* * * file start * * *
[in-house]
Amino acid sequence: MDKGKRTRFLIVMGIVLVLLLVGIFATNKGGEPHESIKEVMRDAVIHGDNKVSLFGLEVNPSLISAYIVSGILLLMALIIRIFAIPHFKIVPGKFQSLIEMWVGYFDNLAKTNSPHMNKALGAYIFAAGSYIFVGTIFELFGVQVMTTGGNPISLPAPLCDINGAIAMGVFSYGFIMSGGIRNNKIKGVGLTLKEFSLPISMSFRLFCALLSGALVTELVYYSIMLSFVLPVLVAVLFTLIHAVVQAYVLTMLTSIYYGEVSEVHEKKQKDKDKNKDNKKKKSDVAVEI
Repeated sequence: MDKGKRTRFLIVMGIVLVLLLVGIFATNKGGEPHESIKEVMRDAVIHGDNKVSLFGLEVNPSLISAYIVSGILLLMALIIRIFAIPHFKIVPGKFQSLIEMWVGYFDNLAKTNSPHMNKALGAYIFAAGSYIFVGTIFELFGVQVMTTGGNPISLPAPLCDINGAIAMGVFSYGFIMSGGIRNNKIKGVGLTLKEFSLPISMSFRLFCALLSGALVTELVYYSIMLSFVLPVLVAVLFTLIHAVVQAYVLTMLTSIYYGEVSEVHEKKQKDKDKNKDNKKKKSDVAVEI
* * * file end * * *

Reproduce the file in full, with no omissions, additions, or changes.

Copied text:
[in-house]
Amino acid sequence: MDKGKRTRFLIVMGIVLVLLLVGIFATNKGGEPHESIKEVMRDAVIHGDNKVSLFGLEVNPSLISAYIVSGILLLMALIIRIFAIPHFKIVPGKFQSLIEMWVGYFDNLAKTNSPHMNKALGAYIFAAGSYIFVGTIFELFGVQVMTTGGNPISLPAPLCDINGAIAMGVFSYGFIMSGGIRNNKIKGVGLTLKEFSLPISMSFRLFCALLSGALVTELVYYSIMLSFVLPVLVAVLFTLIHAVVQAYVLTMLTSIYYGEVSEVHEKKQKDKDKNKDNKKKKSDVAVEI
Repeated sequence: MDKGKRTRFLIVMGIVLVLLLVGIFATNKGGEPHESIKEVMRDAVIHGDNKVSLFGLEVNPSLISAYIVSGILLLMALIIRIFAIPHFKIVPGKFQSLIEMWVGYFDNLAKTNSPHMNKALGAYIFAAGSYIFVGTIFELFGVQVMTTGGNPISLPAPLCDINGAIAMGVFSYGFIMSGGIRNNKIKGVGLTLKEFSLPISMSFRLFCALLSGALVTELVYYSIMLSFVLPVLVAVLFTLIHAVVQAYVLTMLTSIYYGEVSEVHEKKQKDKDKNKDNKKKKSDVAVEI